Is rawhide bad for dogs? It’s an important question which is causing lots of discerning pet parents to seek alternative chews. The online discussion is causing consternation among pet parents, vets, and animal experts alike.
Many have removed it from their dog’s diet entirely, while some choose to keep it in but under close supervision.
Until recently rawhide had seemingly stood the test of time as one of the most popular ‘natural’ and long-lasting dog chew treats. Let’s look at the pros and cons before signing off on a conclusion.
And before we do that, let’s answer this quick question.
What is rawhide?
As the name suggests, rawhide is made of natural raw animal hide. It’’s most often the hide of cows or horses but is also made from other animals like sheep and pigs.
The inside layer of the hide is dried and ground or cut before being pressed into the shape of dog chew toys. Some rawhide dog chew toys have additives like salt and bleach to make them longer lasting or add flavour.
Check out how rawhide is made:
Benefits of rawhide for dogs
Every pup parent knows that a teething puppy is no joke (read what to do about puppy teething). A chew toy can make a big difference to our puppy’s sense of wellbeing. Not to mention save our shoes. We also know once puppy grows up, that powerful urge to chew may calm down but it doesn’t stop.
Puppies and adult dogs chew to keep their teeth and gums healthy and strong. Chewing actively helps to prevent the build-up of plaque and tartar, which is why it’s imperative that we supply something for our dogs to chew on.
Rawhide was designed to be chewy, tasty and long-lasting. However, despite these benefits, safety may not have been part of the design process. Here’s why…
Rawhide dangers for dogs
Rawhide is extremely durable. Over time (and after much chewing), it breaks into smaller pieces that are soft and can be digested. However, this isn’t a given. The size of the pieces and how digestible they are vary depending on a dog’s chewing style.
A teething puppy or adult dog who’s in their prime are likely to chew more intensively than an older dog. And throughout a dog’s life, its chewing style will adjust according to its teeth, its size and its energy levels.
Perhaps you can guess what the dangers are…
- Choking hazard
Strong chewers can break off larger chunks of rawhide, which can quickly become a choking hazard. In some cases, this can be fatal. In non-fatal situations, there is still a fair amount of trauma for both pup and pet parent.
- Digestive blockage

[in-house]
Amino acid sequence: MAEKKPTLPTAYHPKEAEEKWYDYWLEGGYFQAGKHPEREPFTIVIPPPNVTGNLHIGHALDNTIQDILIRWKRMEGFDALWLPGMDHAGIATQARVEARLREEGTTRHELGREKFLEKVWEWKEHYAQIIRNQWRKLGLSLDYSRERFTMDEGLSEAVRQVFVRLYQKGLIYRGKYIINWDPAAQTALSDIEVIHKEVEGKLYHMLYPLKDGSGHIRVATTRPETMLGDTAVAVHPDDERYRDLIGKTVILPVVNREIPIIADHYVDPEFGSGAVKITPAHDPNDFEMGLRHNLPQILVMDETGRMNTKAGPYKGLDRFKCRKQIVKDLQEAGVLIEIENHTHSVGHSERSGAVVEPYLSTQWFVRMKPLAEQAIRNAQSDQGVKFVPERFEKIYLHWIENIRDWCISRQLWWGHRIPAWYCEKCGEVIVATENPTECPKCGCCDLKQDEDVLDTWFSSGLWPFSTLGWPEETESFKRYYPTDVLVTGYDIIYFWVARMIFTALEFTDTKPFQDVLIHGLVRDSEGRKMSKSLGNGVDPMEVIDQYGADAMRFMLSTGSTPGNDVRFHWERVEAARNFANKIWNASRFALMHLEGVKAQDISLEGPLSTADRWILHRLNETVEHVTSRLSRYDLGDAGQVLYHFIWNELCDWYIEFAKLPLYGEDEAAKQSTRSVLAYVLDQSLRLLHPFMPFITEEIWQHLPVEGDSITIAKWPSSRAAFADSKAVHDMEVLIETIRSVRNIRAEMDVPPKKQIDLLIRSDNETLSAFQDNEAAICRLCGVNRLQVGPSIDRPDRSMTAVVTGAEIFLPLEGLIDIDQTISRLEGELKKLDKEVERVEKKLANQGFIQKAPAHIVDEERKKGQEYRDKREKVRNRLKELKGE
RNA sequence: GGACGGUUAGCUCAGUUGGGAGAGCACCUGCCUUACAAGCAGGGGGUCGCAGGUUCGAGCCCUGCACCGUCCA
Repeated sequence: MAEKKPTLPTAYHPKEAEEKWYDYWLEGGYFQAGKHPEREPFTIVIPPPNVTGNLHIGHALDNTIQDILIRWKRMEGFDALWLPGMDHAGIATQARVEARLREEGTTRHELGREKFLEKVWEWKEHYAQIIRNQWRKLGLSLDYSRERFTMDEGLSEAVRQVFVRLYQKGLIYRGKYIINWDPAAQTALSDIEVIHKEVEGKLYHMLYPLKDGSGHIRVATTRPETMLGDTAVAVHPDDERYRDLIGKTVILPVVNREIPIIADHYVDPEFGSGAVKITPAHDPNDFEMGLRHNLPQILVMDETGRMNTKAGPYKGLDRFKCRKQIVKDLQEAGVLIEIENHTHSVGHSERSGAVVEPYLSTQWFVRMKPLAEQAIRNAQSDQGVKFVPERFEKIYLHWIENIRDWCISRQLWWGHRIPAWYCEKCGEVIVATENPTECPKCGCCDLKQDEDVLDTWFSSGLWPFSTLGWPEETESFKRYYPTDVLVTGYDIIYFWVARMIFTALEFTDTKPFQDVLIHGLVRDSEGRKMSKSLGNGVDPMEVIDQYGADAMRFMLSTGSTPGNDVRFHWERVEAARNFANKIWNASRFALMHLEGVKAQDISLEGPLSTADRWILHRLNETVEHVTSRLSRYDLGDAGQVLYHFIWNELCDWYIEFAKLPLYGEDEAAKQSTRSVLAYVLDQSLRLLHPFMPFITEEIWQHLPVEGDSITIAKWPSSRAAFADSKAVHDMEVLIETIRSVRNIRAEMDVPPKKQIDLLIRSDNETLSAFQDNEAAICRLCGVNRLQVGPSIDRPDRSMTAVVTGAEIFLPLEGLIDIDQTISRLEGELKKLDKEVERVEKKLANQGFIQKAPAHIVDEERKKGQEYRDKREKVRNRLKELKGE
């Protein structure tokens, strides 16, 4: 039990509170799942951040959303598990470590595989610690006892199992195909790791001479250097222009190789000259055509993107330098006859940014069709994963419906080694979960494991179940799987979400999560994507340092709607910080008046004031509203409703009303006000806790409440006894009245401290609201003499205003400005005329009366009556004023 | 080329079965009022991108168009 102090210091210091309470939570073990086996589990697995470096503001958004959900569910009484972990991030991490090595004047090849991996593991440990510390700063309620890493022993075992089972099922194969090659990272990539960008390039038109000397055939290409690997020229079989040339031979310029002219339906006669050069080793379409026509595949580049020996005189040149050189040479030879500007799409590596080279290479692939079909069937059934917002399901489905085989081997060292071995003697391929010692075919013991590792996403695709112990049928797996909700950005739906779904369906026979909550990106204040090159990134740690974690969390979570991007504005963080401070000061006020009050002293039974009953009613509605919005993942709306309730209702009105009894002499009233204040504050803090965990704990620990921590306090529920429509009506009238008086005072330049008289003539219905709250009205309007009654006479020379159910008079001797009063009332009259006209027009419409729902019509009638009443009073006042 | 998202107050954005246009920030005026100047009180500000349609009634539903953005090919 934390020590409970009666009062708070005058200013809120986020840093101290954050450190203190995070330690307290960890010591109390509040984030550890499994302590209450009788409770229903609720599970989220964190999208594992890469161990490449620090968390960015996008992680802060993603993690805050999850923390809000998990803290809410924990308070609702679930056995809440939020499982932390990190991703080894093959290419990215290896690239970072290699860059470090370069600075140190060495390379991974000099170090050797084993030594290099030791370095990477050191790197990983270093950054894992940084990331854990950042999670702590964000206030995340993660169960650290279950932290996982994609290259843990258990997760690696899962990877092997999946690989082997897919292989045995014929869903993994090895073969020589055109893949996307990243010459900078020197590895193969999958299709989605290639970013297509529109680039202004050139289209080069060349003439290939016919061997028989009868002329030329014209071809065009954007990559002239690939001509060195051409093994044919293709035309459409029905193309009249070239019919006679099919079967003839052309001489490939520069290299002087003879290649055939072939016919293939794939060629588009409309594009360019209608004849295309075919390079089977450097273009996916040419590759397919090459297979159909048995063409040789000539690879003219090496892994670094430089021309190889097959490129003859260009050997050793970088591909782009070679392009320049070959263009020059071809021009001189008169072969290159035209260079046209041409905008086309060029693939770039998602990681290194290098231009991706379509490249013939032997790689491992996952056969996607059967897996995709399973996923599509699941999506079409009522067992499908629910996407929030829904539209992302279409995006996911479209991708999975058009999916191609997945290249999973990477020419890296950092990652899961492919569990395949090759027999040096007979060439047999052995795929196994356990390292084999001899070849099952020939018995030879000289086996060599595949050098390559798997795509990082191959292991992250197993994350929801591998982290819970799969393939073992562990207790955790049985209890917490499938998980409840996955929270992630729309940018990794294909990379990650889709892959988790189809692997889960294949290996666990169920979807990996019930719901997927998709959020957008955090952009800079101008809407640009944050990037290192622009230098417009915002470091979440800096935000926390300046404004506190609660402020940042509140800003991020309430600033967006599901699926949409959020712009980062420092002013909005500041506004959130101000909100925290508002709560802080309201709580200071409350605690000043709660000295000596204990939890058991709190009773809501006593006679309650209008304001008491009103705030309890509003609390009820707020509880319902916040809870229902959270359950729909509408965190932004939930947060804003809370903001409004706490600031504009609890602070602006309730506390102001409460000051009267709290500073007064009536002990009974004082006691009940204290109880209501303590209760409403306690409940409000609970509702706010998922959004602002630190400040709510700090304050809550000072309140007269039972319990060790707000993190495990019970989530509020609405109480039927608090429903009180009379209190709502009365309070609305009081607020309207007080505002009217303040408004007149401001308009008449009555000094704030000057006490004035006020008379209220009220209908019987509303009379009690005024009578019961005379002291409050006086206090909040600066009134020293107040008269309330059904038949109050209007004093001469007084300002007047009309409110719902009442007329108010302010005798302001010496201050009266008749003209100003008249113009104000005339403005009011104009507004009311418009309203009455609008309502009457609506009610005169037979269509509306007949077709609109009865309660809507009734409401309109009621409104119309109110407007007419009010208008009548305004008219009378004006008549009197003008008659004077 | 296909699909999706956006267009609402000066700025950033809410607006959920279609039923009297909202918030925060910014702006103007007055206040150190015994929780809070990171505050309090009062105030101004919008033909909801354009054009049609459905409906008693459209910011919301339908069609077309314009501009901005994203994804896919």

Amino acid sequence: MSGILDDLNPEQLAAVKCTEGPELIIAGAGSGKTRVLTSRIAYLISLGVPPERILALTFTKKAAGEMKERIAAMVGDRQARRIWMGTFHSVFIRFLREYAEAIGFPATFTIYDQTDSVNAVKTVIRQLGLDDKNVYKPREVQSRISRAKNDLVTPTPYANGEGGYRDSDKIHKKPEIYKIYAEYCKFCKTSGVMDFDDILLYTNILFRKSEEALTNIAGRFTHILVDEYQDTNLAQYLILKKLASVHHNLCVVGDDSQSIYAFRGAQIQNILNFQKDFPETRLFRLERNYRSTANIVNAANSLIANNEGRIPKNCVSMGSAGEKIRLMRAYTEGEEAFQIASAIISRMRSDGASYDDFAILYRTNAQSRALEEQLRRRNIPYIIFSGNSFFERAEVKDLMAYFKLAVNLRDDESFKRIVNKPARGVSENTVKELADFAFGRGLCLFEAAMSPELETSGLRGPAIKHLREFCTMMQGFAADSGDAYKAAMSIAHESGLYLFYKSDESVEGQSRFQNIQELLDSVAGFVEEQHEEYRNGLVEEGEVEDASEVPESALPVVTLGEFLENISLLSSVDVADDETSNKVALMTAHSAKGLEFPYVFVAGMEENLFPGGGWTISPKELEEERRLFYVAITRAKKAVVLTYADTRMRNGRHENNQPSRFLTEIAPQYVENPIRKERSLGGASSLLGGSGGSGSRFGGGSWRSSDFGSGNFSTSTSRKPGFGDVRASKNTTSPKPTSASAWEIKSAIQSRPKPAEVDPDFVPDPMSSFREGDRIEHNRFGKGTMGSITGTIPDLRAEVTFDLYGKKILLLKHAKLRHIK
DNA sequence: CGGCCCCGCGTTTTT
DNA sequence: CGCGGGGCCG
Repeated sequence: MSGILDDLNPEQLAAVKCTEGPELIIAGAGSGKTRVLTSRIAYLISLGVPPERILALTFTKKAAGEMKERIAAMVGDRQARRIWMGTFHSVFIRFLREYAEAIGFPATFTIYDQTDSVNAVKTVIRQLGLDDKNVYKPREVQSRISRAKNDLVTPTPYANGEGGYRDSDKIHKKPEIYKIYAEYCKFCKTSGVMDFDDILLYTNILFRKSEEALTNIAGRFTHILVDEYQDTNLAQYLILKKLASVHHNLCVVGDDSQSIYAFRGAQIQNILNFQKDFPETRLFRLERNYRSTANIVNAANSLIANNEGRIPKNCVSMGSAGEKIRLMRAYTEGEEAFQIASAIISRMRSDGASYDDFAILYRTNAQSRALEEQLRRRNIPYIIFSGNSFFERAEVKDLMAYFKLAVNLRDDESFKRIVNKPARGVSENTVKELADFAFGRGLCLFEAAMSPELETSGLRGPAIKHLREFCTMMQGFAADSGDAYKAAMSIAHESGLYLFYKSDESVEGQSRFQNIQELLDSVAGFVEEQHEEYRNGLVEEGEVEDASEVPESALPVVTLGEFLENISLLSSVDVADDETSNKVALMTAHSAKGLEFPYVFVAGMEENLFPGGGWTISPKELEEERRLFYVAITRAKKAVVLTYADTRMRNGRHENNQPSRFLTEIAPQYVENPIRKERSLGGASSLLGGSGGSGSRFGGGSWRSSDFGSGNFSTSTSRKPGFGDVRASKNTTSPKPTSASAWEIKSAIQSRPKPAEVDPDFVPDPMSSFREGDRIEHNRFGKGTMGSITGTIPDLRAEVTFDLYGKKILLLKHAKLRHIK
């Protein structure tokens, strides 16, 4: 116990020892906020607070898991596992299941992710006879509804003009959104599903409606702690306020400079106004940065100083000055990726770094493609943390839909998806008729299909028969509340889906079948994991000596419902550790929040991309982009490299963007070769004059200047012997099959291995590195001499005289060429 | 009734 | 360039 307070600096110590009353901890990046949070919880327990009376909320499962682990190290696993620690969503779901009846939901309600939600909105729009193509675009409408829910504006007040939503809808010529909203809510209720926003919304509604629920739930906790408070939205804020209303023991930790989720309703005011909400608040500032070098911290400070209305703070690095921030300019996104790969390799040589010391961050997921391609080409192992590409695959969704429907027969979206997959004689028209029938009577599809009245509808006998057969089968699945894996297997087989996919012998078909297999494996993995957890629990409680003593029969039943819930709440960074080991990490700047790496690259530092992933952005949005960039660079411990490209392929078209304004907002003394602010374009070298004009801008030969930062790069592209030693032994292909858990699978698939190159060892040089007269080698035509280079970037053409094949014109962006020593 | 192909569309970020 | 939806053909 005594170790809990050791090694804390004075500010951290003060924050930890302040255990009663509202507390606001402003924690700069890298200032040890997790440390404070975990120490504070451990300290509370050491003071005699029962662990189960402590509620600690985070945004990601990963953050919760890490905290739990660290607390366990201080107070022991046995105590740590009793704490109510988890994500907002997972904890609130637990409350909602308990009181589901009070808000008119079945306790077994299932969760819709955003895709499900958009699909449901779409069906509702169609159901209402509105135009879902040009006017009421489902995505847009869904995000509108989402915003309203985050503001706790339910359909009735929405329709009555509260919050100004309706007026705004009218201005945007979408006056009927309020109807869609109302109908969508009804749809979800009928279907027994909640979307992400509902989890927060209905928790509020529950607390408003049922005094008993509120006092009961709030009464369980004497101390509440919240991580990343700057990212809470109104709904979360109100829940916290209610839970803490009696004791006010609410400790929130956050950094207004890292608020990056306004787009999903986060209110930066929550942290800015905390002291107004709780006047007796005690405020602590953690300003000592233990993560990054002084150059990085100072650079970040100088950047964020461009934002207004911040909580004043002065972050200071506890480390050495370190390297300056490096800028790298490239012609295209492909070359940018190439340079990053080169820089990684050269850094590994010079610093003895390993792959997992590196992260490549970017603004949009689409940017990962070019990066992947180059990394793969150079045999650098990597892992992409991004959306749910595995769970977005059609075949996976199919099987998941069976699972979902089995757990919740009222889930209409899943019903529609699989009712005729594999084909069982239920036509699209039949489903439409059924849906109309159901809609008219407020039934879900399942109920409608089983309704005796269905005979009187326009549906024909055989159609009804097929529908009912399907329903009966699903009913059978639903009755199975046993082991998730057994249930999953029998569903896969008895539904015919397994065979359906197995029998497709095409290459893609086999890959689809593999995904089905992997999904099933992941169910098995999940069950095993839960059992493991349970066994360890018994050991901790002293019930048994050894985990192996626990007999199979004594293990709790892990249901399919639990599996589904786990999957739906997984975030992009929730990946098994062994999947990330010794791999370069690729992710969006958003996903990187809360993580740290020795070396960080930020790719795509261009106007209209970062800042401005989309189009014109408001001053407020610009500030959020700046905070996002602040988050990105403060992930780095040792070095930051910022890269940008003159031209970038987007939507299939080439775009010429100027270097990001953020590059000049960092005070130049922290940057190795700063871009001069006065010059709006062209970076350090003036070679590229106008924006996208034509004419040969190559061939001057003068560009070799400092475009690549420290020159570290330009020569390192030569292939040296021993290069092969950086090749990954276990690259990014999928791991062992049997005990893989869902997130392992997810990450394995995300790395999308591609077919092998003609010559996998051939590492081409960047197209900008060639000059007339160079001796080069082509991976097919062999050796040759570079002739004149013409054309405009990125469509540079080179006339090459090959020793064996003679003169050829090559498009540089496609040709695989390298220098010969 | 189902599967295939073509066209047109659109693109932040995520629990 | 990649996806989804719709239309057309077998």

If a dog manages to swallow a large chunk of rawhide, they run the real risk of it getting trapped in the oesophagus or the digestive tract. This may need to be surgically removed by a vet, often in an emergency surgery. The blockage can result in death if left unchecked.
- Digestive problems
The chemicals and artificial flavourings added to rawhide chews during manufacture often cause allergy and irritation. Some dogs are also allergic to the rawhide itself or bacteria in the product. Symptoms may include rashes, gastrointestinal irritation, bloating, and diarrhea.
Besides the dangers of rawhide, look out for these common household items that can be bad for pets.
Reduce rawhide risk
You can mitigate some of the risk by selecting an appropriately sized chew. A large dog, for instance, mustn’t be given a tiny rawhide chew as this increases the risk of choking.
The onus, however, lies with the pet mum or dad to make a responsible decision. If you’re there to supervise your dog’s rawhide chewing and he or she suffers no side effects from their chew, it’s possibly ok from time to time.
However, if your pup is a heavy chewer, has a sensitive tummy or skin, or will be left unsupervised with his rawhide, it’s probably best to opt for a safer chew toy.
There are many safe alternatives to rawhide that will give your dog the same level (if not more) chew satisfaction.
Here are some options:
- Beef tendons. Rich in protein and collagen
- Kangaroo tendons. All natural and good for teeth and gums
- Fish skins. Packed with Omega 3 (best for small dogs)
- Deer antlers. Full of calcium and phosphorous
The great thing about these chews is that they provide both chewing stimulation and nutritional benefits. And they’re made and sold in Australia, which means fewer food miles in addition to fewer food dangers. Want to reduce your carbon pawprint further? Read about eco friendly dog food.
Remember, it’s always a good idea to supervise your pup when they have a chew toy of any kind.
Pet insurance offers an extra layer of protection
Regardless of which chew you choose, you may want to consider pet insurance. Then if your pooch has an accident – rawhide related or not – you can visit the vet without worrying about your pocket.
Is rawhide bad for dogs – over to you
Share your thoughts on rawhide so others can benefit. Leave us a comment telling us why you do or don’t choose it, and what your dog’s favourite chews and toys are.